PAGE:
Partridge Willing to Consider State Income Tax

South Dakota’s teetering economy may be pushing our legislators toward thinking about rebalancing our fiscal stool with the missing third leg of state income tax. Check out Senator Jeff Partridge’s (R-34/Rapid City) slight concession to tax fairness at Saturday’s Chamber crackerbarrel in Rapid City:

A projected budget shortfall and taxes dominated the discussion. One questioner asked whether it’s time to consider a personal and corporate income tax in South Dakota, given the state’s budget shortfall.

Partridge said he does not support an income tax at this time but that the idea is going to have to be considered, along with budget cuts or possibly increasing sales tax [Jennifer Naylor Gesick, “Crackerbarrel Discusses State Income Tax, Laws to Crackdown {sic} on Protestors,” Rapid City Journal, 2017.03.05].

No one filed an income tax bill this year; had such a bill popped up, Senator Partridge says he wouldn’t vote for it. But just getting a Republican to say he’d consider an income tax as a solution to our flagging revenues is a noteworthy step toward a more progressive tax system.

10 Responses to Partridge Willing to Consider State Income Tax

  1. As long as they think they can get away with raising sales tax and property tax there is no way Republicans will come close to an income tax. Corporate and individual income taxes would have the rich and business in SD coming closer to paying their fair share, Republicans won’t allow that to happen.

  2. The one nice thing about property tax is that it brings in a lot of out of state money. In the case of land tax it also gets a bit from those who inherited the land and just take their check every year while doing nothing for it. I say raise the commercial and ag rates again and then give a deduction for South Dakota residents who are actively farming or running their business.

  3. Why worry about an income tax when you can raise the sales tax higher and gouge people on food. Both parties thought that was a great move last year.

  4. Some would call it gouging, others would call it being realistic.

  5. I have lived in two states…Minnesota and Ohio…and paid a personal income tax in both states. It was not intrusive, and I felt better about paying a progressive tax than letting the rich dodge the bullet, as they continue to do in South Dakota.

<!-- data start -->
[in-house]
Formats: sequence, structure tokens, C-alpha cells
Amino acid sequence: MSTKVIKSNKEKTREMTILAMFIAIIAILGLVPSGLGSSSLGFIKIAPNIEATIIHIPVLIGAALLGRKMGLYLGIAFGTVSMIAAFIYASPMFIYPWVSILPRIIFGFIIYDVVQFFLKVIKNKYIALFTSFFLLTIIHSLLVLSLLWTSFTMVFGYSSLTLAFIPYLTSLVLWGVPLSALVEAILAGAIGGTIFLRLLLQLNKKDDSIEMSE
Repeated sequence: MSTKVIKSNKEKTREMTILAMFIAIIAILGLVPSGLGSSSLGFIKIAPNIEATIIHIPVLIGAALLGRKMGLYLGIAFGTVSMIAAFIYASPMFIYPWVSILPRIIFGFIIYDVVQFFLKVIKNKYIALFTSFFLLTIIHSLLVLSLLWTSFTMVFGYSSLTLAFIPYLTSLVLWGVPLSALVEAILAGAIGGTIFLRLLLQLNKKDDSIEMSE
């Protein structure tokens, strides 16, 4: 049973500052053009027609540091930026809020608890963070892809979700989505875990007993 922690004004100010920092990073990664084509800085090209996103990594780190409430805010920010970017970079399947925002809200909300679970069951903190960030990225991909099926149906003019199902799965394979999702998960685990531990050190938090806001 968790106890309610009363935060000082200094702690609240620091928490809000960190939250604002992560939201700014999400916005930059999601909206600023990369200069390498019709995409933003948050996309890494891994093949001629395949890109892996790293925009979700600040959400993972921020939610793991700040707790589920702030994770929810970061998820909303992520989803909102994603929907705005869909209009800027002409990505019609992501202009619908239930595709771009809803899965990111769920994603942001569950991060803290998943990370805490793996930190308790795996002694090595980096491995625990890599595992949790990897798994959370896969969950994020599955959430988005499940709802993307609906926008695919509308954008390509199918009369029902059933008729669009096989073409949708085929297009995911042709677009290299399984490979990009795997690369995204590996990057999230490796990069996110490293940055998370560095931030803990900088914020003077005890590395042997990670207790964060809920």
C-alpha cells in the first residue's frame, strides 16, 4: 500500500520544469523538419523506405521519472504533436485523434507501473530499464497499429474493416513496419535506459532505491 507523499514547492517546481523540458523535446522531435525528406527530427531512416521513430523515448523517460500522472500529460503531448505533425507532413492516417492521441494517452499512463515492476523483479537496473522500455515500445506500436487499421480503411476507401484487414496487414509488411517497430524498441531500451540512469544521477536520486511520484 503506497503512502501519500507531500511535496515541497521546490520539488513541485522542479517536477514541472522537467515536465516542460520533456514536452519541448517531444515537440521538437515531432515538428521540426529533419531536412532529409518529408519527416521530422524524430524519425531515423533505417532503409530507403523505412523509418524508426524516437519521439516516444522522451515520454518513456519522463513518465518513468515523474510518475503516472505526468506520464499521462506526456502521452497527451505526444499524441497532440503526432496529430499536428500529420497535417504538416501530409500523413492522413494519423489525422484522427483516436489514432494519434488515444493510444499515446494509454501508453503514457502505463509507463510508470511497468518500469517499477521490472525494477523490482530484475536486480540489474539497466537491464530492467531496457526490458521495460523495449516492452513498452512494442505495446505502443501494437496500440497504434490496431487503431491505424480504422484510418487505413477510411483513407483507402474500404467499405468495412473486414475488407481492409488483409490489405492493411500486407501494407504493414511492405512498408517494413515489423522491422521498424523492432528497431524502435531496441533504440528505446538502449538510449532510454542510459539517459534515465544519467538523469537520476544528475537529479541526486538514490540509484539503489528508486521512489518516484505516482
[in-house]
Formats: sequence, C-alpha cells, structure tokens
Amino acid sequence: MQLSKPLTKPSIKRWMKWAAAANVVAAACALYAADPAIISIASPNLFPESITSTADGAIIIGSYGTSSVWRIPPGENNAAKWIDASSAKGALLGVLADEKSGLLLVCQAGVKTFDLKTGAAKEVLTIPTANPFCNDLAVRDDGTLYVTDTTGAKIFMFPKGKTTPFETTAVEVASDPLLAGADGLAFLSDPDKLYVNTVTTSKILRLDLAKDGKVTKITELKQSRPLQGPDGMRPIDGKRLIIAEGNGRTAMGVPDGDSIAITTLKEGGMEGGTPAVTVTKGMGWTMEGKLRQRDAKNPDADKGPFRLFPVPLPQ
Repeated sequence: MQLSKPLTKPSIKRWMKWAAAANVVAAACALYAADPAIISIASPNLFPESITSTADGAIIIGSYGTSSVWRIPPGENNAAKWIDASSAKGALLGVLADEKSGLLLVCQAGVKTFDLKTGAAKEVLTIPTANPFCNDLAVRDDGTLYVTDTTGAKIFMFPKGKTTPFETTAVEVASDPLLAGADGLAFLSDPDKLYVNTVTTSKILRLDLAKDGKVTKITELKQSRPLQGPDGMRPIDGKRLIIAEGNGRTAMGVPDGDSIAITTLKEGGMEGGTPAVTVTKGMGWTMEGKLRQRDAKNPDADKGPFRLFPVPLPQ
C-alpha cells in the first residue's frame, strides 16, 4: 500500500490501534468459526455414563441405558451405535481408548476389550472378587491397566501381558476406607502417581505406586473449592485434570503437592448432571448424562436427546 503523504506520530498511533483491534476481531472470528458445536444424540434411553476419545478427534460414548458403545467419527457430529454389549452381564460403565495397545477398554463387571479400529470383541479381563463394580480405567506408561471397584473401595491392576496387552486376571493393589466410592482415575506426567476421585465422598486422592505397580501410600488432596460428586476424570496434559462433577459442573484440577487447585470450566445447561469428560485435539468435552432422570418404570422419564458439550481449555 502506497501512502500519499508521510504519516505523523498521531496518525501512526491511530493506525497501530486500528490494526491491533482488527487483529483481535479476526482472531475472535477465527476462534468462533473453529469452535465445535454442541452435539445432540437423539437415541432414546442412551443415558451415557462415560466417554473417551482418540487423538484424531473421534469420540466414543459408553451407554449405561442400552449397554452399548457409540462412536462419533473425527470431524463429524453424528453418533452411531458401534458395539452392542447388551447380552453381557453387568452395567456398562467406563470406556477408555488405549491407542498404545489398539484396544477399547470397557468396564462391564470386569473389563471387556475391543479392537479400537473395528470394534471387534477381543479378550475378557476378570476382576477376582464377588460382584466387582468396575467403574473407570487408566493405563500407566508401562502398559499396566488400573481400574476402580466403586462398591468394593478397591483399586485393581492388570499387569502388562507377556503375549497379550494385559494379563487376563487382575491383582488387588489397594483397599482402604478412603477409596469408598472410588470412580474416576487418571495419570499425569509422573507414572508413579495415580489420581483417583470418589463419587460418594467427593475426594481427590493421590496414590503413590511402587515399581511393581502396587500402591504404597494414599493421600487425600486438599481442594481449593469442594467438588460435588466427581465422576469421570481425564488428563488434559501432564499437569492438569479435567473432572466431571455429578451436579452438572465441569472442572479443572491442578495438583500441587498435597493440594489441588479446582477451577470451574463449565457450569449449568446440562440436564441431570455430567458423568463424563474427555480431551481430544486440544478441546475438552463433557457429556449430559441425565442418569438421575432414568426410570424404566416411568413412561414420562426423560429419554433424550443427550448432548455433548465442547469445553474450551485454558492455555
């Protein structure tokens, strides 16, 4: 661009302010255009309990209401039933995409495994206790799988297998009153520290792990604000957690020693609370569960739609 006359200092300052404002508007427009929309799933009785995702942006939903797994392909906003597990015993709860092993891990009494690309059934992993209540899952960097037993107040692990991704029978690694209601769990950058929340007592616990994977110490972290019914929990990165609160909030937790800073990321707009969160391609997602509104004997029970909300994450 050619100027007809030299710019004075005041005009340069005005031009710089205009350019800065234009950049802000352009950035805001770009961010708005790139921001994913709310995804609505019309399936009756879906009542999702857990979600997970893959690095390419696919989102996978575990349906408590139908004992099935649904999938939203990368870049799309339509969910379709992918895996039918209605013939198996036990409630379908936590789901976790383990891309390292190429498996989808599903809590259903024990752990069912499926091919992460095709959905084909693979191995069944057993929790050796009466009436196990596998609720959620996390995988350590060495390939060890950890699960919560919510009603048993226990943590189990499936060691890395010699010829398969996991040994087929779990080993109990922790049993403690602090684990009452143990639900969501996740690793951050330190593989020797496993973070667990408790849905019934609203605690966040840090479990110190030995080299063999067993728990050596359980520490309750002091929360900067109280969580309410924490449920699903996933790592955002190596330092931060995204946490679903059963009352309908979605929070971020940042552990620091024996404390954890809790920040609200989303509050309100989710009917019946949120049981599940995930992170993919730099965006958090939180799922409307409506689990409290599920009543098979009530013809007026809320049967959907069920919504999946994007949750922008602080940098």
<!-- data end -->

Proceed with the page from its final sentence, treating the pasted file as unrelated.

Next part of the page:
6. This one came up at the Aberdeen cracker barrel too and they at least admitted that while the “citizens were totally against it in 2004” maybe it might be a discussion worth having. There was still a lot of the ideology of “taxes take MY STUFF and give it to other other people” though, which I admittedly have never understood. Maybe it’s because I spent 20 years paying state income taxes before I moved to SD or maybe it’s because I honestly believe in taxes as a part of social good but, especially in a rural area, I don’t get how people believe their taxes go to anywhere but to things like roads people drive on, schools, emergency services, and so forth. It’d be one thing to complain about that if you lived in a larger city (bigger tax bases mean that some of the money from cities flows to rural areas among other things) but the chance of of actually seeing (and using!) the visible impact of your tax dollars is far greater in rural areas — of which Aberdeen is definitely one. I’ve never been able to have this conversation with a fiscal conservative who managed an argument beyond “NO IT’S MINE” or references to long-debunked dog whistles like “welfare queens.”

  7. mike from iowa

    Both parties thought that was a great move last year.

    Greg, I believe you are seriously misrepresenting half of the equation. Dems went along with it because it seemed to be the only way to get a raise in pay for teachers in a wingnut controlled state.

    While wingnuts continuously spit out false, inflated numbers for tax collections-Dems actually tried to help get South Dakota off the bottom of the pay rank in America. And I don’t believe many of them cared for the way it was done, but it got done.

  8. it has been said that if we dems don’t bring it up we might as well go home. its the premier issue for us

  9. Well, we could save the state some moolah by getting rid of the house, senate and governor. Anything of importance could be determined at the ballot box.
    Lets see, last year got trans gender bathrooms hashed out and this year got guns in the state house. Oh yeah….the best way to kill IM 22 so that it would never see the light of day again.
    I think the citizens could accomplish more!

  10. With the new GOP Health Care Plan, conservative pundit Hugh Hewitt just said that states that had not adopted medicare expansion were going to be hurt.

    What would it have meant to the SD budget if Governor Daugaard would have accepted expansion? What will it mean going forward?

    As the GOP fights through it’s ideological reasoning for spending, they make choices. Choices that need to be examined.